At the SJSU Users Group Meeting


Last week I enjoyed speaking at the SSJU users group meeting… Here are the slides I used.  Special thanks to Ben who helped keep me on track during… I couple of interesting conversations came out of that meeting:

  1. We talked a lot about double check locking and the singleton pattern.  How it works in the CLR (thanks the ECMA Standardization effort) and how it is broken in Java.   
  2. We talked about Ngen…  I could not do a better job than this: NGen Overview
  3. Finally I got a chance to do an impromptu RAD development of an application to select attendees to get the SWAG I brought… The key bit of code you need if you are ever in this situation:

   new Random (28).ToString()  

Overall, I really enjoyed it..   Thanks to Fletcher Johnson who arranged it for me.

Comments (2)

  1. Stephen Cohen says:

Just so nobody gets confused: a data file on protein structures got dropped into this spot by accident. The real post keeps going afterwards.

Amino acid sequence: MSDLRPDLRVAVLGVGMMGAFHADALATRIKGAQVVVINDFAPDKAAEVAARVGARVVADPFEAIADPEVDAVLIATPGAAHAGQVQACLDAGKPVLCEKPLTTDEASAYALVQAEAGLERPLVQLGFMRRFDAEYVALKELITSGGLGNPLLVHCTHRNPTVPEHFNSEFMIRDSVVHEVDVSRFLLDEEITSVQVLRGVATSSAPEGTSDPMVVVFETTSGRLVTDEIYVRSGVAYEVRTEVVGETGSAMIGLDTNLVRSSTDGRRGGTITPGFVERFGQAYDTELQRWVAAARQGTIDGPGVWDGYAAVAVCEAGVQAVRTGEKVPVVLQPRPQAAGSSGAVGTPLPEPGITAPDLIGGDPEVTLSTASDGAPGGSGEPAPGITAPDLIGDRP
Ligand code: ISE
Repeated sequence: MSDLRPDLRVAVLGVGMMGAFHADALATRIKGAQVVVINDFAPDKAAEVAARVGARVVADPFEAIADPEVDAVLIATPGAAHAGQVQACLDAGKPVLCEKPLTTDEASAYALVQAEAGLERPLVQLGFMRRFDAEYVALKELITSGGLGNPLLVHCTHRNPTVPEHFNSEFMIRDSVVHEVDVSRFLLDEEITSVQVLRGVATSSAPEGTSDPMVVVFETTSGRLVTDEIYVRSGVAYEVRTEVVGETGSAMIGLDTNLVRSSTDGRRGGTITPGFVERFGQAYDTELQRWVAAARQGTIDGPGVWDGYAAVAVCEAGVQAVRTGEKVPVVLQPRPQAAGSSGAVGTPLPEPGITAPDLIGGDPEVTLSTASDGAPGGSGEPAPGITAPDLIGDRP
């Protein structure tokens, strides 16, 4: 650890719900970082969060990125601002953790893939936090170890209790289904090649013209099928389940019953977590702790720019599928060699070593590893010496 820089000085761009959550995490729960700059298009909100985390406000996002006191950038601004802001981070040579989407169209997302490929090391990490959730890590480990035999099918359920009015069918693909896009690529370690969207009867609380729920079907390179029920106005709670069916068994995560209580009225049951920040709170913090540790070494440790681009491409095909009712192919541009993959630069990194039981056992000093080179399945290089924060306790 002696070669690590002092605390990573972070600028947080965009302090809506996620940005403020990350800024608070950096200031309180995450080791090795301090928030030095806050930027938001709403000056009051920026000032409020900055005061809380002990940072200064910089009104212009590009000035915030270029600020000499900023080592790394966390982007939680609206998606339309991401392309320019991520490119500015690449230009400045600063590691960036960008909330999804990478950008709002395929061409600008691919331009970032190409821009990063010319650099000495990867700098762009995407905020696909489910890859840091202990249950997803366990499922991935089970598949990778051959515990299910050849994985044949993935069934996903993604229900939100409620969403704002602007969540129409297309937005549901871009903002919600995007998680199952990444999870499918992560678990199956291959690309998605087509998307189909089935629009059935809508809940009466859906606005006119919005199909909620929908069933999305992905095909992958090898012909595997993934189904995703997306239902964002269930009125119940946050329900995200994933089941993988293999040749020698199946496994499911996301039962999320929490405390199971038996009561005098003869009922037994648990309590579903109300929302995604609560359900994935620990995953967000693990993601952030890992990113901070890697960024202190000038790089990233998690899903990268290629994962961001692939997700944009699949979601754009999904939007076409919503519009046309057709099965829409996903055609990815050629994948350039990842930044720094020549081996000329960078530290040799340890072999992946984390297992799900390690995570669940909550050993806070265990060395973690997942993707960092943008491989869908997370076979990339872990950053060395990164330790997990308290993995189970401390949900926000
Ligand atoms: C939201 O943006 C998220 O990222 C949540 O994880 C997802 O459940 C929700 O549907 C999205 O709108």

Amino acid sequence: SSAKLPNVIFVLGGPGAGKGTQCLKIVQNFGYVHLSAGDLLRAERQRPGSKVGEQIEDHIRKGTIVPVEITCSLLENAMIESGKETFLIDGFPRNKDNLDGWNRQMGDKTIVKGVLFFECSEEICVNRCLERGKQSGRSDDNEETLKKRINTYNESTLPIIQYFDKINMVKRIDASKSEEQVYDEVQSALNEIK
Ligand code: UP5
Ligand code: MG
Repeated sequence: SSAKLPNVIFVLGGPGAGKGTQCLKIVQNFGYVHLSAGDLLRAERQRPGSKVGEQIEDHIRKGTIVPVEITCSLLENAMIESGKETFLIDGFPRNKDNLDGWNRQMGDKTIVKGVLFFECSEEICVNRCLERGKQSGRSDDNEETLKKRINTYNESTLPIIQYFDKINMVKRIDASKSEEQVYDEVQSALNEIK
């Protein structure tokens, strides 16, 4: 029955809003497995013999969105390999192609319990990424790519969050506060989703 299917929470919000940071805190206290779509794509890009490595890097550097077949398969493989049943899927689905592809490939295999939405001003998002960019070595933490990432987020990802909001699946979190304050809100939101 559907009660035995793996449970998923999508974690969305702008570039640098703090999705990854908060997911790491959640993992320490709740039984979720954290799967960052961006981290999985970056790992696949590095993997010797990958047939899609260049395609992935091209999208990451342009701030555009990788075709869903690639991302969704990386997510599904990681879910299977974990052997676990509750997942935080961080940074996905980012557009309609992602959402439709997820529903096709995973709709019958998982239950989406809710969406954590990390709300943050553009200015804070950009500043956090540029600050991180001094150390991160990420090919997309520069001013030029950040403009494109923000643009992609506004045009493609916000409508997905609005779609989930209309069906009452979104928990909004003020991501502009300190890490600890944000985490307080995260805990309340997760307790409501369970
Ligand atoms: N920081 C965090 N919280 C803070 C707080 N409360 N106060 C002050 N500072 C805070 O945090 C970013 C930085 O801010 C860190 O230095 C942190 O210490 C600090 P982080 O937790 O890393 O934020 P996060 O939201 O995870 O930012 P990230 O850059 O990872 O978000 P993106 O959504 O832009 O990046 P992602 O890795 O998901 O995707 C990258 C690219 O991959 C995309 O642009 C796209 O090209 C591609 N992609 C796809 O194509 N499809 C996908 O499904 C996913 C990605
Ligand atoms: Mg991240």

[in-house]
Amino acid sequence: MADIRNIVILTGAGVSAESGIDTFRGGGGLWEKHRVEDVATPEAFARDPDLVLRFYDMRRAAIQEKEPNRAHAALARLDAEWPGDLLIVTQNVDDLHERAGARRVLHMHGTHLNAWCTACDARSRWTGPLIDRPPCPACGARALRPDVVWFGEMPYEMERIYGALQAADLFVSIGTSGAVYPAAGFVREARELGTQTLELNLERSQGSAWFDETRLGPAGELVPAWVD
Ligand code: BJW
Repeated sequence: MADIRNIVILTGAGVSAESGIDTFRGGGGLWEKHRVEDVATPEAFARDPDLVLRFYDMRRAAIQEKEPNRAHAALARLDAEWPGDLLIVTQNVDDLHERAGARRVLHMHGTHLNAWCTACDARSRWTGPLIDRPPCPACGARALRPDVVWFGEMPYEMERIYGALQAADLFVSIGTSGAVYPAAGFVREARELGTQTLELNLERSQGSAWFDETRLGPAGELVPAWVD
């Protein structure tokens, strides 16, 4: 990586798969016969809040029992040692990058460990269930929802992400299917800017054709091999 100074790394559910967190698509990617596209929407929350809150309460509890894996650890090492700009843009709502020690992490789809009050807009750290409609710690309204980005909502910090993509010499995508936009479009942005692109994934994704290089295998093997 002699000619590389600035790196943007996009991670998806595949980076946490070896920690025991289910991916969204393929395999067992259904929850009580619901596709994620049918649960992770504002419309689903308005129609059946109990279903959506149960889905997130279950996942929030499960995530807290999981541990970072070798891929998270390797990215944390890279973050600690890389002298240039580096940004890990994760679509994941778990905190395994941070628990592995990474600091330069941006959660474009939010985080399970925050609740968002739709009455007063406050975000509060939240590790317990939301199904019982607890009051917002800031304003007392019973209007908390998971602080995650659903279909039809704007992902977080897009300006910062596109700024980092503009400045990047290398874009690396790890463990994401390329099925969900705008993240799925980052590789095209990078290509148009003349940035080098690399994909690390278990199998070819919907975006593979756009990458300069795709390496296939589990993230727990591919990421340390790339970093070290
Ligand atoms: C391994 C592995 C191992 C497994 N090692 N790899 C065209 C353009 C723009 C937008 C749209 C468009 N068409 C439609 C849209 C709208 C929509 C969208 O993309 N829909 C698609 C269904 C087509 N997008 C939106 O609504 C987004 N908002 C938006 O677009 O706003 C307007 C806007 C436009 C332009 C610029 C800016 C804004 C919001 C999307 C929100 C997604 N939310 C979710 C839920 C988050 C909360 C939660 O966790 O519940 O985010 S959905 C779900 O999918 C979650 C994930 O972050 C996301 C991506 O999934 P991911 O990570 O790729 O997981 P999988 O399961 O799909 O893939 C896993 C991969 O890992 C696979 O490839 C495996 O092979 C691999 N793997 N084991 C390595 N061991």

There is another alternative … You can use Enterprise Services to host an instance of class which has a minimum pool = 1 and Max pool = 1.

    just a thought

    –Stephen

  2. Dan Golick says:

    Instead of:

    private static volatile Singleton _value;

    How about using a non volatile and using the Thread.VolatileRead method:

    public sealed class Singleton {

    private Singleton() {}

    private static Singleton _value;

    private static object syncRoot = new Object();

    public static Singleton Value

    {

    get

    {

    if (Thread.VolatileRead(_value) == null)

    {

    lock (syncRoot)

    {

    if (_value == null)

    {

    _value = new Singleton();

    } //end inner if

    } //end lock

    } //end outer if

    return _value;

    } //end get

    } //end Value

    } //end class

    This guarantees on the reader thread that we read through the cache and will see Singleton in the fully initialized state without paying the penalty where we don’t need it.

    We could even get trickier and make sure that this only happened the first time we tried to read value.